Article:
Cert: PG Runtime: 80 mins Director: Eugène Lourié Cast: Paul Hubschmid, Paula Raymond, Cecil Kellaway, Kenneth Tobey, Donald Woods and Lee Van Cleef
The world’s been here for millions of years. Man’s been walking upright for a comparatively short time. Mentally we’re still crawling
Called the American Godzilla, The Beast From 20,000 Fathoms is next in my Giant Monster month. Working north of the Arctic Circle, Prof. Tom Nesbitt (Paul Hubschmid) and his team believe they’ve seen a gigantic dinosaur. All are killed except for Nesbitt but evacuated to New York, no one will take his story seriously. He visits a renowned paleontologist, Prof. Thurgood Elson (Cecil Kellaway), for help but he thinks the suggestion of a living dinosaur is preposterous. Soon however there are reports of sea monster sightings, first in the Grand Banks and then off the coasts of Nova Scotia and the Maine. It appears the creature is headed to New York and they believe that a creature may have been awakened by nuclear testing. After Elson is killed by the beast, it’s left to Nesbitt and Lee Hunter (Paula Raymond) to find a way to destroy the creature.
Written by Eugène Lourié and a team of writers, the basic story is probably a cliché nowadays but this film is in fact the very first movie about a giant creature awakened by Nuclear energy. This subtle yet paranoid awareness of the dangers of Nuclear Energy would become the standard of many films across the 50s, making “The Beast from 20,000 Fathoms” a very influential film in aspects beyond its revolutionary special effects. Another element that makes this movie better than most of its imitations, is the way the characters are developed through the film and it’s really interesting to see the characters’ relationships with their respective professions and the consequences of their actions.The movie has a very fast pace that never gets boring or tiresome, and Lourié balances very well the drama scenes and the special effects action. While Lourié really makes a good job, the real star is Ray Harryhausen’s amazing work in the special effects department, as it is his monster what gives the movie its heart. There was probably no better film than this for Harryhausen to start, as he makes sure to pay homage to his master Willis O’Brien’s two most famous works (“King Kong” and “The Lost World”) while at the same time creating iconic images of great beauty.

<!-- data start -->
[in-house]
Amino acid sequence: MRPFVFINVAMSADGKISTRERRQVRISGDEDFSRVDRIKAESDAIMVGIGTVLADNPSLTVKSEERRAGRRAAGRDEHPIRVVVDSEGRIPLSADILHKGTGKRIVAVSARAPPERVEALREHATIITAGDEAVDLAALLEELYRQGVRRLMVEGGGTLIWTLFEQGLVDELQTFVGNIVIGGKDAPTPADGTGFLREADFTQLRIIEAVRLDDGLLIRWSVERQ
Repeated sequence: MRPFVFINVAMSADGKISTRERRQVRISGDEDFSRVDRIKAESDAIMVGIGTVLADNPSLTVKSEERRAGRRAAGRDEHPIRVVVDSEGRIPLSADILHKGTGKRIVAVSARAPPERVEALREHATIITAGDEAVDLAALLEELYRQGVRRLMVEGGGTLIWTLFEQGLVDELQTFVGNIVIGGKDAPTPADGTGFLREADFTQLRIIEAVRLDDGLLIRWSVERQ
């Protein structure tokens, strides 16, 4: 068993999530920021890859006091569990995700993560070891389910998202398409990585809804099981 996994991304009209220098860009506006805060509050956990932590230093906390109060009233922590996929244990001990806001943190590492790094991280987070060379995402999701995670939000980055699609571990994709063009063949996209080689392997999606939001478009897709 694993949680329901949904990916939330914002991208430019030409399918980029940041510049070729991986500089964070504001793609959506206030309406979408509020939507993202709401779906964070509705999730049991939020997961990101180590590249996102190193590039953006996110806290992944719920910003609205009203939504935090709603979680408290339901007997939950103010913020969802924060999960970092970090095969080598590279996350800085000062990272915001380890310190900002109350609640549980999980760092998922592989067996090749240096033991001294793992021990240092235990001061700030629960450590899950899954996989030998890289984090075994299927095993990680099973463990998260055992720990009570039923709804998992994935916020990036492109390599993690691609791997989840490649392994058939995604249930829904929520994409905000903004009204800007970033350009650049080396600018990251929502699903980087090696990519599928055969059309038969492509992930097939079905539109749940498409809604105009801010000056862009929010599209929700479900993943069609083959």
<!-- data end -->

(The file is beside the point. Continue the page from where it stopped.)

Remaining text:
Paul Hubschmid as Tom Nesbitt does a very effective job carrying the film, and really manages to avoid being overshadowed by the special effects. While far from perfect, he makes a competent lead character and a nice counterpart to the beautiful Paula Raymond, who also delivers a very good performance as Prof. Elson’s young and bright assistant. Actor Cecil Kellaway adds his experience to the cast and delivers a terrific job as the charming Prof. Elson, stealing every scene he is with his lovable wit and his effective touch for comedy. It would be very easy to dismiss “The Beast from 20,000 Fathoms” because of its nowadays clichéd plot however, one has to remember that this was among the first films to tell this kind of story. While the movie reflects the mindset and ideologies of the time where it was made, it also aims to the future and offers a chance to see what was expected of the following years. Sure, it looks really old for today’s technology, but the whole film has a heart and a magic that just make the effects seem alive and real.“The Beast from 20,000 Fathoms” is without a doubt a classic film of the 50s that still carries a frightening and far from outdated message beneath Harryhausen wonderful effects.